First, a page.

Anyway, we hiked and debriefed on some aspects of our trip. It was nice to have that alone time together. We also talked about the Bible, our favorite classes at Gordon, people we think we’ll miss most, letters we want to write… and every once in a while, we’d just laugh out loud and say, “We’re hiking in the rainforest in Australia!” or “Remember that time we hiked in the rainforest in Australia?” It was great fun. ‘Round these parts, Nat spotted our first critter. She points and says, “Look, a kangaroo!” I corrected her, because the Blue group didn’t have the rainforest knowledge of the Green group quite yet, and told her it was a wallaby. He just hopped along and was too fast for me to snap a picture. I wasn’t expecting to see him in that environment, but he was awfully cute. A man on a mission, for sure.

Shortly thereafter, we ran into our next rainforest creature - far less cute, fun and active, but equally as agile. Despite his lounging in the sun, I would not be deceived. With my new knowledge of rainforest wildlife, I would not let him fool me. I know what he’s capable of. Nat was hiking in front at this point, and the trail had gotten a lot narrower. Definitely only room for one at a time and there was tall grass on either side of the neat, skinny trail. I just remember Nat turning around abruptly and nearly plowing me over, shushing me and pushing me back. I don’t remember her exact words in that moment, but I looked past her and saw what we were up against. Remember our friend the monitor lizard from my previous entry? I referenced a gila monster just to make Tony laugh (inside joke), but it’s actually in the family of the komodo dragon, the heaviest lizard there is. I’ll post photos soon, but please Google the Australian monitor lizard, or goanna. Here’s an excerpt from some research I did…

“Most goannas are rather large for a lizard, and they all have sharp teeth and long claws. Monitor lizards are predators… Goannas can rear up on their hind legs… Goannas can run very fast over short distances, sometimes using their hind legs only. They are very good tree climbers...”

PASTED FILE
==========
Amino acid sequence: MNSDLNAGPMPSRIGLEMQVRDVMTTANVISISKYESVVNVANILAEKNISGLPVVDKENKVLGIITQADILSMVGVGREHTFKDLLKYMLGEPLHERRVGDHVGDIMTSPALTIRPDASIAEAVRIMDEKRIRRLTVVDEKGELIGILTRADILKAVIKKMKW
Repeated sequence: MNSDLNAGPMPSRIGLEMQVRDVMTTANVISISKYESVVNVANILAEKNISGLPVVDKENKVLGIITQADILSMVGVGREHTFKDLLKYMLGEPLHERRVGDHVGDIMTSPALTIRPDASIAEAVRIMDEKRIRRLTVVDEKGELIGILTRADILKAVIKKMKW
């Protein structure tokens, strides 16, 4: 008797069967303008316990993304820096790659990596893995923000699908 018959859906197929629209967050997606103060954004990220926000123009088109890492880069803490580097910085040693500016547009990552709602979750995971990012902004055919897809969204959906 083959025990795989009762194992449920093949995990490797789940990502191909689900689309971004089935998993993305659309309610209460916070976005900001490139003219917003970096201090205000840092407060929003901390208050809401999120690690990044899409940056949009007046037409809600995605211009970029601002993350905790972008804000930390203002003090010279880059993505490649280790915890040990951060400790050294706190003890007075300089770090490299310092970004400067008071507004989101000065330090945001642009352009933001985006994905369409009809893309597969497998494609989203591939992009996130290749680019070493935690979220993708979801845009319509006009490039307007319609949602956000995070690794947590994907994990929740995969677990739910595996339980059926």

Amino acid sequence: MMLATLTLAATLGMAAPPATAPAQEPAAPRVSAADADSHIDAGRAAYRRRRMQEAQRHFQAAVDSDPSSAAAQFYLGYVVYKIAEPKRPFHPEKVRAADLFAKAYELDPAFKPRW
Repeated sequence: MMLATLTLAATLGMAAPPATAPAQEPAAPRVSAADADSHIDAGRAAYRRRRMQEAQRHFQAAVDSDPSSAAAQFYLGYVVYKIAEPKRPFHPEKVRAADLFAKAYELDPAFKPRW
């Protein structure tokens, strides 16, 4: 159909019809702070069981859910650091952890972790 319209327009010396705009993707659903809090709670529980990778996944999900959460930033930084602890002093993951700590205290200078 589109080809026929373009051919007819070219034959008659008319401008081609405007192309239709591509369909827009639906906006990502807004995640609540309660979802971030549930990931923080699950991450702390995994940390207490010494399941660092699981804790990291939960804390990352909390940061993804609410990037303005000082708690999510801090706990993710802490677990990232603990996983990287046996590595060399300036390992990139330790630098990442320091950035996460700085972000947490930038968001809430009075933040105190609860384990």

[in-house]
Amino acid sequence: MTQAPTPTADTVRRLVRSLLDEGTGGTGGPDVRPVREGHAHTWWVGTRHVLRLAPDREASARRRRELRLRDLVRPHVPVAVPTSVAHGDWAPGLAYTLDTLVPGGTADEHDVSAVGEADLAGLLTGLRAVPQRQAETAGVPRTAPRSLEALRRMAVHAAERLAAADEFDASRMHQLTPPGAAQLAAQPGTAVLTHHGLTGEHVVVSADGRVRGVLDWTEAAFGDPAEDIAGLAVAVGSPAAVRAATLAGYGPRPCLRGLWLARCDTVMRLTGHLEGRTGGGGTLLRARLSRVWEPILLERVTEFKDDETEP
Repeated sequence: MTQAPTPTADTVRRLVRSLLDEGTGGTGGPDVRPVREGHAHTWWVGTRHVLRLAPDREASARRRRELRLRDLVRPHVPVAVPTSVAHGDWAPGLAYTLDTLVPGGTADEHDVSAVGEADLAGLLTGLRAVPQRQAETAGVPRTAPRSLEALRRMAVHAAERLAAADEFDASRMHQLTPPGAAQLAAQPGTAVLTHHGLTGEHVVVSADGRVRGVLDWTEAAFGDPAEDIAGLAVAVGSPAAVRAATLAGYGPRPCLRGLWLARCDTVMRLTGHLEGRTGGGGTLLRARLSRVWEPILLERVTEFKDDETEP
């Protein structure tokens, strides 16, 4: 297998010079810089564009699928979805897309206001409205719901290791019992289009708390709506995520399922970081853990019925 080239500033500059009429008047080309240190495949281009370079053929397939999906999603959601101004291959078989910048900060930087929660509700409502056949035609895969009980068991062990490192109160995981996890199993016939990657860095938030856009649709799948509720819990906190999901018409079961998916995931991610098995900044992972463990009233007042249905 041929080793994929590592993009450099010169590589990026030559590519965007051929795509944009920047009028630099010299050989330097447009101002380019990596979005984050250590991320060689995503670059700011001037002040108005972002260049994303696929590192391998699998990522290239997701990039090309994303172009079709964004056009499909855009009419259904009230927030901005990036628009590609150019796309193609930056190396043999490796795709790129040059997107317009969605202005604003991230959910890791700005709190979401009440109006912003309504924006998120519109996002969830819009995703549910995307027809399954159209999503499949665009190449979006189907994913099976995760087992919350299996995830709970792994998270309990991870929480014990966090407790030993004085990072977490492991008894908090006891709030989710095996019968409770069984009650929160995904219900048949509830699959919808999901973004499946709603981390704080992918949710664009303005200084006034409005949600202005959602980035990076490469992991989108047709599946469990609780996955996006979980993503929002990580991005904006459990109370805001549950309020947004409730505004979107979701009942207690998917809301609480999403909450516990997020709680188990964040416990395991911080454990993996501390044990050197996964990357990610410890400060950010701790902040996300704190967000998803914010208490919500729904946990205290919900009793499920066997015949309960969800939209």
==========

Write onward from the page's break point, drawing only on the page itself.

Wikipedia says, “Almost all monitor lizards are carnivorous.” Oh, awesome.

I’m not sure how one would measure the speed at which adrenaline flows through one’s body, but it was certainly moving swiftly. At this moment, I turned my camera on to the video mode. Nat and I were taping from time to time on our journey, and I’d say this was the climax. Although you can only see a little over a foot of his tail, the goanna battle was taped and the video is blog-worthy. I’ll edit the hike video and post it soon, but this is the part of the show where Nat and I tried to remain calm, and figure out how to continue on our hike past the roughly four foot long carnivorous lizard in our path.

While we searched for weapons (sticks and rocks), he sort of moseyed off the trail a bit so only his tail was in our way. I thought that if we hopped the tail and sprinted until we were long past him, we’d be alright. But Nat wanted to provoke him by throwing a stick in his general direction. Even though he was mostly in the grass, who knew if throwing a stick would scare him off or anger him. Contrary to popular belief, I don’t know all there is to know about these creatures and I wasn’t sure how he’d respond. Regardless, Nat broke a stick and threw it, causing him to move his tail completely off the path. We still sprinted by when we passed (all on camera by the way) and he hadn’t gone far at all. He was only about a foot off of the trail on our right. The goanna episode definitely gave us a fright, but we made it and we on high alert as we moved forward. I felt like all of my senses were heightened - I heard and saw everything. Lots of scary birds making loud noises in the rainforest, that didn’t help.

After only a little over an hour of hiking, we made it to the top! It was actually kind of anticlimactic. We knew that it would be a short hike (only about 5k), but at the top, our view was of the Cairns airport. It was very strange. I’m not used to hiking in that which is unmistakably a legitimate rainforest, reaching the top in an hour, and seeing… an airport. We didn’t linger much at the top because there wasn’t anywhere to sit at all and my camera had died because of the goanna affair. We turned around to hike back down, and after a few minutes we met another unexpected wilderness friend. At first, we thought that it was the endangered and violent cassowary - a large bird of prey that I’ll write about in my next entry. For those who know me, you know that I’d much rather battle a goanna than any bird of prey.